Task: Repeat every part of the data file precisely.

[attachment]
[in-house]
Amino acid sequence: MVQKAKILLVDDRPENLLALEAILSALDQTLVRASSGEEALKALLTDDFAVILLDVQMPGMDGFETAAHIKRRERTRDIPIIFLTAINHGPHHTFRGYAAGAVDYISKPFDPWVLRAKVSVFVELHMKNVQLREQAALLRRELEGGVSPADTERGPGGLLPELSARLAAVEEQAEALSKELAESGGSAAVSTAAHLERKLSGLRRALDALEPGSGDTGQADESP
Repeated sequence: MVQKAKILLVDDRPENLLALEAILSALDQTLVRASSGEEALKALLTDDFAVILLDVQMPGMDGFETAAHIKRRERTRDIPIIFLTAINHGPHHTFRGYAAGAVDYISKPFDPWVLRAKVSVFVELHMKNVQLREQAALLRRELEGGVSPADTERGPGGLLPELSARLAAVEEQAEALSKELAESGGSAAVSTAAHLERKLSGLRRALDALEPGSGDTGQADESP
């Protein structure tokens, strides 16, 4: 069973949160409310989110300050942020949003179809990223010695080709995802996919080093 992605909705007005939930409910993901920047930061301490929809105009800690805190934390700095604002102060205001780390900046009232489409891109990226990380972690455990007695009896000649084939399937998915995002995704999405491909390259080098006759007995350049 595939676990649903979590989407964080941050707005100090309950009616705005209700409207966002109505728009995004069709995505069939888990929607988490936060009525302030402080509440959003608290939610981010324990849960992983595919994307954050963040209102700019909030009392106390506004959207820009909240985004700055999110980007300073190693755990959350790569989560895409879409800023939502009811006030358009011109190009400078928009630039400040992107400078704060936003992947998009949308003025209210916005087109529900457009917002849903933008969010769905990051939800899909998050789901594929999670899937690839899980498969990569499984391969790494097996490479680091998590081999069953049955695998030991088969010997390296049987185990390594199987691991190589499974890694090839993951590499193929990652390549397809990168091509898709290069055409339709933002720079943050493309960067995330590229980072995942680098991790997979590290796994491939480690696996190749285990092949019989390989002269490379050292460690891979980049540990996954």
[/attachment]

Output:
[in-house]
Amino acid sequence: MVQKAKILLVDDRPENLLALEAILSALDQTLVRASSGEEALKALLTDDFAVILLDVQMPGMDGFETAAHIKRRERTRDIPIIFLTAINHGPHHTFRGYAAGAVDYISKPFDPWVLRAKVSVFVELHMKNVQLREQAALLRRELEGGVSPADTERGPGGLLPELSARLAAVEEQAEALSKELAESGGSAAVSTAAHLERKLSGLRRALDALEPGSGDTGQADESP
Repeated sequence: MVQKAKILLVDDRPENLLALEAILSALDQTLVRASSGEEALKALLTDDFAVILLDVQMPGMDGFETAAHIKRRERTRDIPIIFLTAINHGPHHTFRGYAAGAVDYISKPFDPWVLRAKVSVFVELHMKNVQLREQAALLRRELEGGVSPADTERGPGGLLPELSARLAAVEEQAEALSKELAESGGSAAVSTAAHLERKLSGLRRALDALEPGSGDTGQADESP
């Protein structure tokens, strides 16, 4: 069973949160409310989110300050942020949003179809990223010695080709995802996919080093 992605909705007005939930409910993901920047930061301490929809105009800690805190934390700095604002102060205001780390900046009232489409891109990226990380972690455990007695009896000649084939399937998915995002995704999405491909390259080098006759007995350049 595939676990649903979590989407964080941050707005100090309950009616705005209700409207966002109505728009995004069709995505069939888990929607988490936060009525302030402080509440959003608290939610981010324990849960992983595919994307954050963040209102700019909030009392106390506004959207820009909240985004700055999110980007300073190693755990959350790569989560895409879409800023939502009811006030358009011109190009400078928009630039400040992107400078704060936003992947998009949308003025209210916005087109529900457009917002849903933008969010769905990051939800899909998050789901594929999670899937690839899980498969990569499984391969790494097996490479680091998590081999069953049955695998030991088969010997390296049987185990390594199987691991190589499974890694090839993951590499193929990652390549397809990168091509898709290069055409339709933002720079943050493309960067995330590229980072995942680098991790997979590290796994491939480690696996190749285990092949019989390989002269490379050292460690891979980049540990996954």